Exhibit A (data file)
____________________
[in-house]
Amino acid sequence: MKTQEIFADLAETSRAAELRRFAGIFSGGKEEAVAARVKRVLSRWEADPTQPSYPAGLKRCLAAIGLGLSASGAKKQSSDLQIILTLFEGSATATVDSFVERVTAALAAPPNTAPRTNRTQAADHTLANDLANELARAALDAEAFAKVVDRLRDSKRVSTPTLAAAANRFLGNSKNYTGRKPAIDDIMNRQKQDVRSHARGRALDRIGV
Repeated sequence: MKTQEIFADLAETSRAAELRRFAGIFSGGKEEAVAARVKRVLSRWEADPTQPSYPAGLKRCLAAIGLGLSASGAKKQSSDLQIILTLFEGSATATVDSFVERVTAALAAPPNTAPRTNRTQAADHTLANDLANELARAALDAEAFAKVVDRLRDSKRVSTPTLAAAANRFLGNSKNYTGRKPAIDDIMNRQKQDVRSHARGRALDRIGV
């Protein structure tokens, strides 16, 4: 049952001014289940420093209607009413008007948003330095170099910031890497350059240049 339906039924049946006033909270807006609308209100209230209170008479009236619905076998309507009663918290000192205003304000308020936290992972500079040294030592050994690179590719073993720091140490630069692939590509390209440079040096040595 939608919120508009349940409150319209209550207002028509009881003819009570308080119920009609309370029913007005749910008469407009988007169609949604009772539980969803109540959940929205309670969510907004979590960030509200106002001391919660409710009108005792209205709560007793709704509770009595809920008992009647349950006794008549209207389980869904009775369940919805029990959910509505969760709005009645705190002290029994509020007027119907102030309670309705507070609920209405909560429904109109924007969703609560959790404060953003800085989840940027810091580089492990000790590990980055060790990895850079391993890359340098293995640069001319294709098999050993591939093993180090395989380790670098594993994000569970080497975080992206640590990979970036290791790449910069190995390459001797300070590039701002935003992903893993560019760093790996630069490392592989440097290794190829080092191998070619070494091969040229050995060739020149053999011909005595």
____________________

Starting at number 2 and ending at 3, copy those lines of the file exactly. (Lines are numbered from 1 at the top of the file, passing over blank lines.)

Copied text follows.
Amino acid sequence: MKTQEIFADLAETSRAAELRRFAGIFSGGKEEAVAARVKRVLSRWEADPTQPSYPAGLKRCLAAIGLGLSASGAKKQSSDLQIILTLFEGSATATVDSFVERVTAALAAPPNTAPRTNRTQAADHTLANDLANELARAALDAEAFAKVVDRLRDSKRVSTPTLAAAANRFLGNSKNYTGRKPAIDDIMNRQKQDVRSHARGRALDRIGV
Repeated sequence: MKTQEIFADLAETSRAAELRRFAGIFSGGKEEAVAARVKRVLSRWEADPTQPSYPAGLKRCLAAIGLGLSASGAKKQSSDLQIILTLFEGSATATVDSFVERVTAALAAPPNTAPRTNRTQAADHTLANDLANELARAALDAEAFAKVVDRLRDSKRVSTPTLAAAANRFLGNSKNYTGRKPAIDDIMNRQKQDVRSHARGRALDRIGV